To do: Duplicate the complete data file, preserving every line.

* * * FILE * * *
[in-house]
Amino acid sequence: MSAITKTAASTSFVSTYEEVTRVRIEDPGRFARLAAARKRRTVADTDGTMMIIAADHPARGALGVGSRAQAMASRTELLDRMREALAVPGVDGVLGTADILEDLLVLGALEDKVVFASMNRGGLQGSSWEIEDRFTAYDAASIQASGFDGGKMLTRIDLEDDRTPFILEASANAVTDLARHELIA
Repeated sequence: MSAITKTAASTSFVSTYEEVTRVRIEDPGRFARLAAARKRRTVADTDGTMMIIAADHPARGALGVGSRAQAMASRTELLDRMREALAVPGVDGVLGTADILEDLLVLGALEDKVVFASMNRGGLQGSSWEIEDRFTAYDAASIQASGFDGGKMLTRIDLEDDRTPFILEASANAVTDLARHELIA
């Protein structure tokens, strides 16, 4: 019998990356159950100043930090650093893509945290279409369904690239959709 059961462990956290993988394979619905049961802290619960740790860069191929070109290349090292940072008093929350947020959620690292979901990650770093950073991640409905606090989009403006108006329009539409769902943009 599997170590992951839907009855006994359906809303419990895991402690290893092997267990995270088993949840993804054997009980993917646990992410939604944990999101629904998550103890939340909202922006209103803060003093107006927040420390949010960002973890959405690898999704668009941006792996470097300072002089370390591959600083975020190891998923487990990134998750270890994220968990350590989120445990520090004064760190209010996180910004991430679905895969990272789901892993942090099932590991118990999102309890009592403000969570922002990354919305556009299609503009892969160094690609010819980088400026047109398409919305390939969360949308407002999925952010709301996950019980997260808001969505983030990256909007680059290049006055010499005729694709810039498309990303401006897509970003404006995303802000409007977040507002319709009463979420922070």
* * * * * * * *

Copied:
[in-house]
Amino acid sequence: MSAITKTAASTSFVSTYEEVTRVRIEDPGRFARLAAARKRRTVADTDGTMMIIAADHPARGALGVGSRAQAMASRTELLDRMREALAVPGVDGVLGTADILEDLLVLGALEDKVVFASMNRGGLQGSSWEIEDRFTAYDAASIQASGFDGGKMLTRIDLEDDRTPFILEASANAVTDLARHELIA
Repeated sequence: MSAITKTAASTSFVSTYEEVTRVRIEDPGRFARLAAARKRRTVADTDGTMMIIAADHPARGALGVGSRAQAMASRTELLDRMREALAVPGVDGVLGTADILEDLLVLGALEDKVVFASMNRGGLQGSSWEIEDRFTAYDAASIQASGFDGGKMLTRIDLEDDRTPFILEASANAVTDLARHELIA
């Protein structure tokens, strides 16, 4: 019998990356159950100043930090650093893509945290279409369904690239959709 059961462990956290993988394979619905049961802290619960740790860069191929070109290349090292940072008093929350947020959620690292979901990650770093950073991640409905606090989009403006108006329009539409769902943009 599997170590992951839907009855006994359906809303419990895991402690290893092997267990995270088993949840993804054997009980993917646990992410939604944990999101629904998550103890939340909202922006209103803060003093107006927040420390949010960002973890959405690898999704668009941006792996470097300072002089370390591959600083975020190891998923487990990134998750270890994220968990350590989120445990520090004064760190209010996180910004991430679905895969990272789901892993942090099932590991118990999102309890009592403000969570922002990354919305556009299609503009892969160094690609010819980088400026047109398409919305390939969360949308407002999925952010709301996950019980997260808001969505983030990256909007680059290049006055010499005729694709810039498309990303401006897509970003404006995303802000409007977040507002319709009463979420922070």